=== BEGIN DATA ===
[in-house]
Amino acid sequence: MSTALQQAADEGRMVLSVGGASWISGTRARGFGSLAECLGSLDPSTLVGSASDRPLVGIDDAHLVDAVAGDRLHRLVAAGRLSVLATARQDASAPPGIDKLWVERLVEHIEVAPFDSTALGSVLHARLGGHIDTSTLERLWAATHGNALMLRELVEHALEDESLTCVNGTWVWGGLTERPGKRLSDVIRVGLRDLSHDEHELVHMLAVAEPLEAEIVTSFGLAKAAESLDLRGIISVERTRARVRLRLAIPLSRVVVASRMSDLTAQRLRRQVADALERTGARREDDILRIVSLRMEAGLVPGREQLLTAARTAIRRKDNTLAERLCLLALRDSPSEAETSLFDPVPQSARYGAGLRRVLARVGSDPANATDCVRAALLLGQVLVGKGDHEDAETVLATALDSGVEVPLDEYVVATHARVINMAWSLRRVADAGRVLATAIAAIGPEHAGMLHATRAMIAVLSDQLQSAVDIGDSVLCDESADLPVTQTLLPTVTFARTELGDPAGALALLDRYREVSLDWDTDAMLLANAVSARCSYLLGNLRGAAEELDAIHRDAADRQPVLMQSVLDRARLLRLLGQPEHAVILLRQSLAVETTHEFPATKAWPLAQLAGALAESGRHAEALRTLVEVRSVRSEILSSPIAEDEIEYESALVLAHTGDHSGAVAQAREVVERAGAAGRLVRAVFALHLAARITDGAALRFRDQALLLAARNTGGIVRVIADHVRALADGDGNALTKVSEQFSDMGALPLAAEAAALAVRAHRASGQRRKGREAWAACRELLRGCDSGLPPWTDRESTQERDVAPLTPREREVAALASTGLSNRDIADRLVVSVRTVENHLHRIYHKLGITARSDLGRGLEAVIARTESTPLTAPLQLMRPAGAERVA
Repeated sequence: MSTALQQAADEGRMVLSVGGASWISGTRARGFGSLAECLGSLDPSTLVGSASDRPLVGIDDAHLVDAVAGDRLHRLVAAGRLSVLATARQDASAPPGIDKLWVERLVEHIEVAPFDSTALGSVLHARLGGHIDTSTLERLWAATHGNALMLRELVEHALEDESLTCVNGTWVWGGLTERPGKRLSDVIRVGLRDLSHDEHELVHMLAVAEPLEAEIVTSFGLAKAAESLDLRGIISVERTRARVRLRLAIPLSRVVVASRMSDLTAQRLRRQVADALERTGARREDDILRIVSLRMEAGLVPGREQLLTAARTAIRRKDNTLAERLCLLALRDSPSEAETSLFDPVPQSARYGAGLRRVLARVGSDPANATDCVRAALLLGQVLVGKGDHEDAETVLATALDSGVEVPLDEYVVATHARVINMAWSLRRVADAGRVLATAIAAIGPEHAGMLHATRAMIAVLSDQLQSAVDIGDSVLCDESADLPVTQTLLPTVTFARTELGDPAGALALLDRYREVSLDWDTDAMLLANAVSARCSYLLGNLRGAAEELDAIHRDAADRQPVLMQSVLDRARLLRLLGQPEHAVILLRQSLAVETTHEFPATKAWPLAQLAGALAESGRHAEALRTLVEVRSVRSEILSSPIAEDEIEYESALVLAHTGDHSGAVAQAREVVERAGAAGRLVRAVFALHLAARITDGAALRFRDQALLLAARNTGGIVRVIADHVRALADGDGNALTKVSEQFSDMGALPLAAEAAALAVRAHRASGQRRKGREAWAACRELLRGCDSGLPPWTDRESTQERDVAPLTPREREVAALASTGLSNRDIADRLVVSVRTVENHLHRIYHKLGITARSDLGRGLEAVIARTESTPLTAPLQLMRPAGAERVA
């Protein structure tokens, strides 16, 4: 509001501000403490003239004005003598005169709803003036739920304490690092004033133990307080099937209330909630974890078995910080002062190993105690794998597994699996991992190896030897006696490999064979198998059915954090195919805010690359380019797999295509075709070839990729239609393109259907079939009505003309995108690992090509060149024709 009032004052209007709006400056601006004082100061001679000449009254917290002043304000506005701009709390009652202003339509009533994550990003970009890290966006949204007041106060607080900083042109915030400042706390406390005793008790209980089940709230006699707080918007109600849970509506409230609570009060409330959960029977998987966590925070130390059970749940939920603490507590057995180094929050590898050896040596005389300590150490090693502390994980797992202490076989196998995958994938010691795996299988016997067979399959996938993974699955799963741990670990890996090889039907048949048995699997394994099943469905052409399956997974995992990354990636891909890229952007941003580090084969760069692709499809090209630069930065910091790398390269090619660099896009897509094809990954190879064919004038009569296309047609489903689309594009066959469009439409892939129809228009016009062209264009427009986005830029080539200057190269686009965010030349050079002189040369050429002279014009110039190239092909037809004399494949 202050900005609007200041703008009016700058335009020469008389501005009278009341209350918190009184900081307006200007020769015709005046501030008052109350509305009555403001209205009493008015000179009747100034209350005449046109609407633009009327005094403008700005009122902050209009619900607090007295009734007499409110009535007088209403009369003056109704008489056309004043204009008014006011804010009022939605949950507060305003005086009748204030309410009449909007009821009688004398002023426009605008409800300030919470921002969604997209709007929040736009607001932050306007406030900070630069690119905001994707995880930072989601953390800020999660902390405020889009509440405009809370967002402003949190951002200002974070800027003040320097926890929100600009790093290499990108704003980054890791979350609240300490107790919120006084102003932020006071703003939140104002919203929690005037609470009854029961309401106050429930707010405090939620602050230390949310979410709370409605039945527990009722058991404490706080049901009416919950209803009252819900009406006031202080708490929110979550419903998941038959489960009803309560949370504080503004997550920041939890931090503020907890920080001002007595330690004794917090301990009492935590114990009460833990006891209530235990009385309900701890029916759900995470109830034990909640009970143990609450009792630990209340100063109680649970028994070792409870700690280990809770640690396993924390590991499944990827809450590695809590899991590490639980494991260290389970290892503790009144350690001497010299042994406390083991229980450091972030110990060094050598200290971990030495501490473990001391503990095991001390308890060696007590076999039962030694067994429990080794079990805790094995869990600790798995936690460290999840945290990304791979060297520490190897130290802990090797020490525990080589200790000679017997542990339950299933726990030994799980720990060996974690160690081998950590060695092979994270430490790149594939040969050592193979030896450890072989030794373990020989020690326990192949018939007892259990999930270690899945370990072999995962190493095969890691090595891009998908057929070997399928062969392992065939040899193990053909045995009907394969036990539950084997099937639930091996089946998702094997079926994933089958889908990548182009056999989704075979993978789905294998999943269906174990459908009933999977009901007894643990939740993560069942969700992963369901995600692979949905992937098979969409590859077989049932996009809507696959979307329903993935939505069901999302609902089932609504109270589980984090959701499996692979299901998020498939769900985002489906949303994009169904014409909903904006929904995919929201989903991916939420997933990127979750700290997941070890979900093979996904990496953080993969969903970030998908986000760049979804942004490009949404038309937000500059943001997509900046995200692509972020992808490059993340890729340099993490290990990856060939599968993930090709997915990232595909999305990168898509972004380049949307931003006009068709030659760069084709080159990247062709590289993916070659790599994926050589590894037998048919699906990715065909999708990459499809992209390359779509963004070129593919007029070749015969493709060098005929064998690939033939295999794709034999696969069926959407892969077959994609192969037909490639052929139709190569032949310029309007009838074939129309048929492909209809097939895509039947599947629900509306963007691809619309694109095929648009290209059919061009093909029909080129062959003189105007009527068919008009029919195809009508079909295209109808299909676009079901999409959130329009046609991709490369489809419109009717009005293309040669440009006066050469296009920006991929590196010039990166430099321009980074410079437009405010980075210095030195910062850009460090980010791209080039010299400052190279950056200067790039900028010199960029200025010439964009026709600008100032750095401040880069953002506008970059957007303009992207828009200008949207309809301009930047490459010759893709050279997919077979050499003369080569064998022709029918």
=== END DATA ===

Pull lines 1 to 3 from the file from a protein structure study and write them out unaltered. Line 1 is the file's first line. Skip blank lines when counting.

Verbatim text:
[in-house]
Amino acid sequence: MSTALQQAADEGRMVLSVGGASWISGTRARGFGSLAECLGSLDPSTLVGSASDRPLVGIDDAHLVDAVAGDRLHRLVAAGRLSVLATARQDASAPPGIDKLWVERLVEHIEVAPFDSTALGSVLHARLGGHIDTSTLERLWAATHGNALMLRELVEHALEDESLTCVNGTWVWGGLTERPGKRLSDVIRVGLRDLSHDEHELVHMLAVAEPLEAEIVTSFGLAKAAESLDLRGIISVERTRARVRLRLAIPLSRVVVASRMSDLTAQRLRRQVADALERTGARREDDILRIVSLRMEAGLVPGREQLLTAARTAIRRKDNTLAERLCLLALRDSPSEAETSLFDPVPQSARYGAGLRRVLARVGSDPANATDCVRAALLLGQVLVGKGDHEDAETVLATALDSGVEVPLDEYVVATHARVINMAWSLRRVADAGRVLATAIAAIGPEHAGMLHATRAMIAVLSDQLQSAVDIGDSVLCDESADLPVTQTLLPTVTFARTELGDPAGALALLDRYREVSLDWDTDAMLLANAVSARCSYLLGNLRGAAEELDAIHRDAADRQPVLMQSVLDRARLLRLLGQPEHAVILLRQSLAVETTHEFPATKAWPLAQLAGALAESGRHAEALRTLVEVRSVRSEILSSPIAEDEIEYESALVLAHTGDHSGAVAQAREVVERAGAAGRLVRAVFALHLAARITDGAALRFRDQALLLAARNTGGIVRVIADHVRALADGDGNALTKVSEQFSDMGALPLAAEAAALAVRAHRASGQRRKGREAWAACRELLRGCDSGLPPWTDRESTQERDVAPLTPREREVAALASTGLSNRDIADRLVVSVRTVENHLHRIYHKLGITARSDLGRGLEAVIARTESTPLTAPLQLMRPAGAERVA
Repeated sequence: MSTALQQAADEGRMVLSVGGASWISGTRARGFGSLAECLGSLDPSTLVGSASDRPLVGIDDAHLVDAVAGDRLHRLVAAGRLSVLATARQDASAPPGIDKLWVERLVEHIEVAPFDSTALGSVLHARLGGHIDTSTLERLWAATHGNALMLRELVEHALEDESLTCVNGTWVWGGLTERPGKRLSDVIRVGLRDLSHDEHELVHMLAVAEPLEAEIVTSFGLAKAAESLDLRGIISVERTRARVRLRLAIPLSRVVVASRMSDLTAQRLRRQVADALERTGARREDDILRIVSLRMEAGLVPGREQLLTAARTAIRRKDNTLAERLCLLALRDSPSEAETSLFDPVPQSARYGAGLRRVLARVGSDPANATDCVRAALLLGQVLVGKGDHEDAETVLATALDSGVEVPLDEYVVATHARVINMAWSLRRVADAGRVLATAIAAIGPEHAGMLHATRAMIAVLSDQLQSAVDIGDSVLCDESADLPVTQTLLPTVTFARTELGDPAGALALLDRYREVSLDWDTDAMLLANAVSARCSYLLGNLRGAAEELDAIHRDAADRQPVLMQSVLDRARLLRLLGQPEHAVILLRQSLAVETTHEFPATKAWPLAQLAGALAESGRHAEALRTLVEVRSVRSEILSSPIAEDEIEYESALVLAHTGDHSGAVAQAREVVERAGAAGRLVRAVFALHLAARITDGAALRFRDQALLLAARNTGGIVRVIADHVRALADGDGNALTKVSEQFSDMGALPLAAEAAALAVRAHRASGQRRKGREAWAACRELLRGCDSGLPPWTDRESTQERDVAPLTPREREVAALASTGLSNRDIADRLVVSVRTVENHLHRIYHKLGITARSDLGRGLEAVIARTESTPLTAPLQLMRPAGAERVA